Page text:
Antigen-specific vaccines for cancer treatment

Research output: Contribution to journalArticlepeer-review


Vaccines targeting pathogens are generally effective and protective because based on foreign non-self antigens which are extremely potent in eliciting an immune response. On the contrary, efficacy of therapeutic cancer vaccines is still disappointing. One of the major reasons for such poor outcome, among others, is the difficulty of identifying tumor-specific target antigens which should be unique to the tumors or, at least, overexpressed on the tumors as compared to normal cells. Indeed, this is the only option to overcome the peripheral immune tolerance and elicit a non toxic immune response. New and more potent strategies are now available to identify specific tumor-associated antigens for development of cancer vaccine approaches aiming at eliciting targeted anti-tumor cellular responses. In the last years this aspect has been addressed and many therapeutic vaccination strategies based on either whole tumor cells or specific antigens have been and are being currently evaluated in clinical trials. This review summarizes the current state of cancer vaccines, mainly focusing on antigen-specific approaches.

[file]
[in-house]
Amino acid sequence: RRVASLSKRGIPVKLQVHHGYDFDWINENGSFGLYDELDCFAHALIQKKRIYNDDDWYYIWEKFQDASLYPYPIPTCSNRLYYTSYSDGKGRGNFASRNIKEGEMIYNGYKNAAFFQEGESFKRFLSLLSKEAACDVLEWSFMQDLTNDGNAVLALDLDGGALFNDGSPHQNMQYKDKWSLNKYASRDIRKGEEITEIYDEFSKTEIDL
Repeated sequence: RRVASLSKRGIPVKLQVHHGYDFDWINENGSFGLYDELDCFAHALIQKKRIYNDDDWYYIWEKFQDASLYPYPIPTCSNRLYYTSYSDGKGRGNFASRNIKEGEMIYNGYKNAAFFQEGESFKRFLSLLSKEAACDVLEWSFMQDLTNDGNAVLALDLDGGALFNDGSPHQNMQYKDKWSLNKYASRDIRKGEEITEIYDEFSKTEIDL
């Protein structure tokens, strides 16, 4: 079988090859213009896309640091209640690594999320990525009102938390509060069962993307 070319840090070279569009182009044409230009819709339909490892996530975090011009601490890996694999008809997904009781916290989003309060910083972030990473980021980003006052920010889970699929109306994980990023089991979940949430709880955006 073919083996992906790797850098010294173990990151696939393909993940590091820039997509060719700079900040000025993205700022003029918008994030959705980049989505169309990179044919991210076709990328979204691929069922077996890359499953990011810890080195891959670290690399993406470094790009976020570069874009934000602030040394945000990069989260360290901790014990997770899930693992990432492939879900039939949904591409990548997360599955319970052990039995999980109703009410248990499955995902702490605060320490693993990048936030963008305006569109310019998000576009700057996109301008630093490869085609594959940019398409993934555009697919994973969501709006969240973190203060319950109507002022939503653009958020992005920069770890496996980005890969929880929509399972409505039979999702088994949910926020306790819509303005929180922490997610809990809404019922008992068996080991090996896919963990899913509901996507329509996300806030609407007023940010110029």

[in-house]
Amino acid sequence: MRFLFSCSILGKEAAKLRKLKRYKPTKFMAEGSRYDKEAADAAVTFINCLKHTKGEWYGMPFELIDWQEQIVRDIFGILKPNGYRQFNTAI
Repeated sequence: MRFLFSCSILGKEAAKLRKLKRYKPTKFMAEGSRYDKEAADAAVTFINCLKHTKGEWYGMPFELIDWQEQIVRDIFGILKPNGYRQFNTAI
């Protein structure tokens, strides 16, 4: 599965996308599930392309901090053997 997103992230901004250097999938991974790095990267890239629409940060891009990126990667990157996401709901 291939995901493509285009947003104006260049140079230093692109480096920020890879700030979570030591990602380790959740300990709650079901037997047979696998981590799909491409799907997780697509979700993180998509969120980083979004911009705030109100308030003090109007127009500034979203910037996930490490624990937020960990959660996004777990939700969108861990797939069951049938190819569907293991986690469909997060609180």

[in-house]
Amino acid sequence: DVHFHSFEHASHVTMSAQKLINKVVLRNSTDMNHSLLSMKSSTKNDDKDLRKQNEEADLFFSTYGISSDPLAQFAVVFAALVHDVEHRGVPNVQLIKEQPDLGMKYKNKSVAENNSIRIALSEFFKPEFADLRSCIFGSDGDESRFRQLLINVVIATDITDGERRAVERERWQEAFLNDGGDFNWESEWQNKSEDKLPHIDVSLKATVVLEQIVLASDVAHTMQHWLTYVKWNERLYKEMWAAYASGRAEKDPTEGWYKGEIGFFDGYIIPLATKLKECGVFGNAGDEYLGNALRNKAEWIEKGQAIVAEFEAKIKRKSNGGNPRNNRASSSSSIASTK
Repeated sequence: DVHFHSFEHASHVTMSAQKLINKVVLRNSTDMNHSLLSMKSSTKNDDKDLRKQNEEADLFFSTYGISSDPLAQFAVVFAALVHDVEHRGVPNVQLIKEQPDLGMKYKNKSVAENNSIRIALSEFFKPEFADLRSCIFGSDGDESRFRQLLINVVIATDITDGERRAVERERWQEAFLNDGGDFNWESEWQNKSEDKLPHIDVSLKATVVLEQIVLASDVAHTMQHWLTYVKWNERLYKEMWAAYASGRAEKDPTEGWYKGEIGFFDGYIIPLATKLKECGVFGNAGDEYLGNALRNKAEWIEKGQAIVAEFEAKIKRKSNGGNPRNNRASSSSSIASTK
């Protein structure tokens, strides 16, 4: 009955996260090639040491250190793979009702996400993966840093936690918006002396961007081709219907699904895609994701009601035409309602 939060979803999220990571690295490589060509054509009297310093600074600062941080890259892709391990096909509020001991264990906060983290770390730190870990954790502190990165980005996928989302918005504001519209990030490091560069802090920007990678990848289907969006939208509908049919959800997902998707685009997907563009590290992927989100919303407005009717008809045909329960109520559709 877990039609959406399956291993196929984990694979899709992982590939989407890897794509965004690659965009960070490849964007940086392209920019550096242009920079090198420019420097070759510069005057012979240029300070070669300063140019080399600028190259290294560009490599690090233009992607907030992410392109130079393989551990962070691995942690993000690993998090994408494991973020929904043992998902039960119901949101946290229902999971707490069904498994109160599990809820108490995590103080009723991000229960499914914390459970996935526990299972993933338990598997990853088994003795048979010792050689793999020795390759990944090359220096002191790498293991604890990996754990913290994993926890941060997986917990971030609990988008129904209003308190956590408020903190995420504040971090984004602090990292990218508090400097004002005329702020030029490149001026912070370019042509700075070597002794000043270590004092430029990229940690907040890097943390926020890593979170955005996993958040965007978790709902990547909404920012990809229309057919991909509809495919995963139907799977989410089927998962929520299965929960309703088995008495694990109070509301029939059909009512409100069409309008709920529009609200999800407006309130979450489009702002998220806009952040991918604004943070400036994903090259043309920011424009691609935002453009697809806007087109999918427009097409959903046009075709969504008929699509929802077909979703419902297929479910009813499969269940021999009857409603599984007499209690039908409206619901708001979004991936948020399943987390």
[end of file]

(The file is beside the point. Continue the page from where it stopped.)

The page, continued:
Original languageEnglish
Pages (from-to)3332-3346
Number of pages15
JournalHuman Vaccines and Immunotherapeutics
Issue number11
Publication statusPublished - Nov 1 2014


  • Cancer vaccine
  • Clinical trials
  • Epitopes
  • Immunotherapeutics
  • Tumor-associated antigens

ASJC Scopus subject areas

  • Immunology and Allergy
  • Immunology
  • Pharmacology


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